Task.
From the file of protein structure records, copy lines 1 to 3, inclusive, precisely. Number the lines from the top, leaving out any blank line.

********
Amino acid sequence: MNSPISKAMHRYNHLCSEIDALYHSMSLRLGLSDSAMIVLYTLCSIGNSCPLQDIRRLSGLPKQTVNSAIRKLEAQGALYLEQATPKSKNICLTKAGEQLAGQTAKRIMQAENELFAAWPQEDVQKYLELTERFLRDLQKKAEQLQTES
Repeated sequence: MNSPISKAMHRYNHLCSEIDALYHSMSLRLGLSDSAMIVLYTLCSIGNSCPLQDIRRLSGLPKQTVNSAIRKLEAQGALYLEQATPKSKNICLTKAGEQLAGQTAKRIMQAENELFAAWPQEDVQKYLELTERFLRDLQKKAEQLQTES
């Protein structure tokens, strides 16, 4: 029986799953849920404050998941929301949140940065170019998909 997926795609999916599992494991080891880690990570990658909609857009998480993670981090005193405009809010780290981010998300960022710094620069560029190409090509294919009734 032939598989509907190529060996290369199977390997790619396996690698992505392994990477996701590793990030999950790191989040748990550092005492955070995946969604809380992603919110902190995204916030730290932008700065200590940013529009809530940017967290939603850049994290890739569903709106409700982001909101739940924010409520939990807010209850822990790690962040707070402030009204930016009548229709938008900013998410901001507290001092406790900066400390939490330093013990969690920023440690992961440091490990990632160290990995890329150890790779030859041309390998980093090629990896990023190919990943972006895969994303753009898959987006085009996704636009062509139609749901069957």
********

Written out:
Amino acid sequence: MNSPISKAMHRYNHLCSEIDALYHSMSLRLGLSDSAMIVLYTLCSIGNSCPLQDIRRLSGLPKQTVNSAIRKLEAQGALYLEQATPKSKNICLTKAGEQLAGQTAKRIMQAENELFAAWPQEDVQKYLELTERFLRDLQKKAEQLQTES
Repeated sequence: MNSPISKAMHRYNHLCSEIDALYHSMSLRLGLSDSAMIVLYTLCSIGNSCPLQDIRRLSGLPKQTVNSAIRKLEAQGALYLEQATPKSKNICLTKAGEQLAGQTAKRIMQAENELFAAWPQEDVQKYLELTERFLRDLQKKAEQLQTES
């Protein structure tokens, strides 16, 4: 029986799953849920404050998941929301949140940065170019998909 997926795609999916599992494991080891880690990570990658909609857009998480993670981090005193405009809010780290981010998300960022710094620069560029190409090509294919009734 032939598989509907190529060996290369199977390997790619396996690698992505392994990477996701590793990030999950790191989040748990550092005492955070995946969604809380992603919110902190995204916030730290932008700065200590940013529009809530940017967290939603850049994290890739569903709106409700982001909101739940924010409520939990807010209850822990790690962040707070402030009204930016009548229709938008900013998410901001507290001092406790900066400390939490330093013990969690920023440690992961440091490990990632160290990995890329150890790779030859041309390998980093090629990896990023190919990943972006895969994303753009898959987006085009996704636009062509139609749901069957």